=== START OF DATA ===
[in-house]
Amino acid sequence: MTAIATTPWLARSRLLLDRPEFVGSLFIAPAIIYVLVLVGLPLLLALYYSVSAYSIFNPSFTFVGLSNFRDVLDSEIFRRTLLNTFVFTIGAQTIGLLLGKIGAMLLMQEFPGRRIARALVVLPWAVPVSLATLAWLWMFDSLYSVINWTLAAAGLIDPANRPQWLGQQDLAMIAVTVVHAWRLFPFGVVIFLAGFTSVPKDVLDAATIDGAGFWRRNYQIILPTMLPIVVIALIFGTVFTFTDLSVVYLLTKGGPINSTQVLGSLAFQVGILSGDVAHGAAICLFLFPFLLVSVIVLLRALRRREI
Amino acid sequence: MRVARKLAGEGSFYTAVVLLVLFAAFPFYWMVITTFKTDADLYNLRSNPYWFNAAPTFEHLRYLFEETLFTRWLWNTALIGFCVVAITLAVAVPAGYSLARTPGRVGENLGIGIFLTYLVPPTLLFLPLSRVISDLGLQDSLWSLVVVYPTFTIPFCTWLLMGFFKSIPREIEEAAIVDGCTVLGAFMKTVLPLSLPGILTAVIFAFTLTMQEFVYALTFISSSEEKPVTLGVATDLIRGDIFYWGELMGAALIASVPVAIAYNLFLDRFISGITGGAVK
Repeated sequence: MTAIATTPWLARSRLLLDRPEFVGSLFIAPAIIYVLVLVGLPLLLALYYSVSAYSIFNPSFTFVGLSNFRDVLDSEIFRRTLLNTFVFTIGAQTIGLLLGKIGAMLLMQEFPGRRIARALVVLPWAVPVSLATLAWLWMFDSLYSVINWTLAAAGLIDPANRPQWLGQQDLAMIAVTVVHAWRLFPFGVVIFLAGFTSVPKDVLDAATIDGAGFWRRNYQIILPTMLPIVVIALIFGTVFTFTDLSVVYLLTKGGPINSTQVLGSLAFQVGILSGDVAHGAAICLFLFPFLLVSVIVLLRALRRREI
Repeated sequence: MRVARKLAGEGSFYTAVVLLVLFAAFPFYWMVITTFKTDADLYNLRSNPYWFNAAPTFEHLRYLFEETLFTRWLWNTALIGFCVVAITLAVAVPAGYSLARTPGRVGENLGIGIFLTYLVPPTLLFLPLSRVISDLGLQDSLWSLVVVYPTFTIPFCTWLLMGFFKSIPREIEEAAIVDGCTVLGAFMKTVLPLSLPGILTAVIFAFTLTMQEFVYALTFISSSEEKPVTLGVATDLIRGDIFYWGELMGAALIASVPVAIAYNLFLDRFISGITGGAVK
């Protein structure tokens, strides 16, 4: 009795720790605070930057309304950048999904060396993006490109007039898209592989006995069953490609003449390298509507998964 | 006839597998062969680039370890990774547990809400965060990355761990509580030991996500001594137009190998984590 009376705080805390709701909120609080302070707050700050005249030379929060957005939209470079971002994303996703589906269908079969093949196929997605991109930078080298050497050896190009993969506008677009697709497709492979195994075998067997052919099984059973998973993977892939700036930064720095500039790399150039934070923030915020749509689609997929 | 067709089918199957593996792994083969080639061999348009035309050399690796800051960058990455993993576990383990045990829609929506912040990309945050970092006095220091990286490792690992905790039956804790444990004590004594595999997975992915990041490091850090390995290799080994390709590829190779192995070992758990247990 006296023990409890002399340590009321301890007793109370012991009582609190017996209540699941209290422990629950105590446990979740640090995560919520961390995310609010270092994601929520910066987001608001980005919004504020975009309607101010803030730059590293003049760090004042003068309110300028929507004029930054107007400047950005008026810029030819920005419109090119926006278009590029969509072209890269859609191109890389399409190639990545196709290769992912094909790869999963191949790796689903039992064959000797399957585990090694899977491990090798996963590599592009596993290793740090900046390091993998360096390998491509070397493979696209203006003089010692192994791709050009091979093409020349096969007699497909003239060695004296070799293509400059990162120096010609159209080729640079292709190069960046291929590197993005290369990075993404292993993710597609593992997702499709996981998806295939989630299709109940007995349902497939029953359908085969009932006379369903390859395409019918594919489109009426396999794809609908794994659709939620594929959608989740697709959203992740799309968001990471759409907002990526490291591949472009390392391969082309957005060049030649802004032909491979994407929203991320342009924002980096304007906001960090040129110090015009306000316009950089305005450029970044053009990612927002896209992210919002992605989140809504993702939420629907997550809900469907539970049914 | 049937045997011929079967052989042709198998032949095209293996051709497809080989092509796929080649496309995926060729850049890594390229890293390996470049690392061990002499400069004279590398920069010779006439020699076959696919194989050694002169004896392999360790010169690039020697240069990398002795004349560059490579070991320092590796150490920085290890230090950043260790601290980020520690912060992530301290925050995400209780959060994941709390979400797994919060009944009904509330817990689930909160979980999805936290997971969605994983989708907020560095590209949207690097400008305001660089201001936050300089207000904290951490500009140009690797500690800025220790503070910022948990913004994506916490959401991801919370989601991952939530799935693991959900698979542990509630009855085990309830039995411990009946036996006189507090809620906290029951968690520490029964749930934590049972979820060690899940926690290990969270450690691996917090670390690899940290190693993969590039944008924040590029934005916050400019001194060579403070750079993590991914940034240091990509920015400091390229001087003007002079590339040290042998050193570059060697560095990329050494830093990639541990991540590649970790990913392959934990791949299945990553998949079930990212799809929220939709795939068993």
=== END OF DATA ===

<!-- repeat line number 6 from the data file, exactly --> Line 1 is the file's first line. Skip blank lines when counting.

């Protein structure tokens, strides 16, 4: 009795720790605070930057309304950048999904060396993006490109007039898209592989006995069953490609003449390298509507998964 | 006839597998062969680039370890990774547990809400965060990355761990509580030991996500001594137009190998984590 009376705080805390709701909120609080302070707050700050005249030379929060957005939209470079971002994303996703589906269908079969093949196929997605991109930078080298050497050896190009993969506008677009697709497709492979195994075998067997052919099984059973998973993977892939700036930064720095500039790399150039934070923030915020749509689609997929 | 067709089918199957593996792994083969080639061999348009035309050399690796800051960058990455993993576990383990045990829609929506912040990309945050970092006095220091990286490792690992905790039956804790444990004590004594595999997975992915990041490091850090390995290799080994390709590829190779192995070992758990247990 006296023990409890002399340590009321301890007793109370012991009582609190017996209540699941209290422990629950105590446990979740640090995560919520961390995310609010270092994601929520910066987001608001980005919004504020975009309607101010803030730059590293003049760090004042003068309110300028929507004029930054107007400047950005008026810029030819920005419109090119926006278009590029969509072209890269859609191109890389399409190639990545196709290769992912094909790869999963191949790796689903039992064959000797399957585990090694899977491990090798996963590599592009596993290793740090900046390091993998360096390998491509070397493979696209203006003089010692192994791709050009091979093409020349096969007699497909003239060695004296070799293509400059990162120096010609159209080729640079292709190069960046291929590197993005290369990075993404292993993710597609593992997702499709996981998806295939989630299709109940007995349902497939029953359908085969009932006379369903390859395409019918594919489109009426396999794809609908794994659709939620594929959608989740697709959203992740799309968001990471759409907002990526490291591949472009390392391969082309957005060049030649802004032909491979994407929203991320342009924002980096304007906001960090040129110090015009306000316009950089305005450029970044053009990612927002896209992210919002992605989140809504993702939420629907997550809900469907539970049914 | 049937045997011929079967052989042709198998032949095209293996051709497809080989092509796929080649496309995926060729850049890594390229890293390996470049690392061990002499400069004279590398920069010779006439020699076959696919194989050694002169004896392999360790010169690039020697240069990398002795004349560059490579070991320092590796150490920085290890230090950043260790601290980020520690912060992530301290925050995400209780959060994941709390979400797994919060009944009904509330817990689930909160979980999805936290997971969605994983989708907020560095590209949207690097400008305001660089201001936050300089207000904290951490500009140009690797500690800025220790503070910022948990913004994506916490959401991801919370989601991952939530799935693991959900698979542990509630009855085990309830039995411990009946036996006189507090809620906290029951968690520490029964749930934590049972979820060690899940926690290990969270450690691996917090670390690899940290190693993969590039944008924040590029934005916050400019001194060579403070750079993590991914940034240091990509920015400091390229001087003007002079590339040290042998050193570059060697560095990329050494830093990639541990991540590649970790990913392959934990791949299945990553998949079930990212799809929220939709795939068993």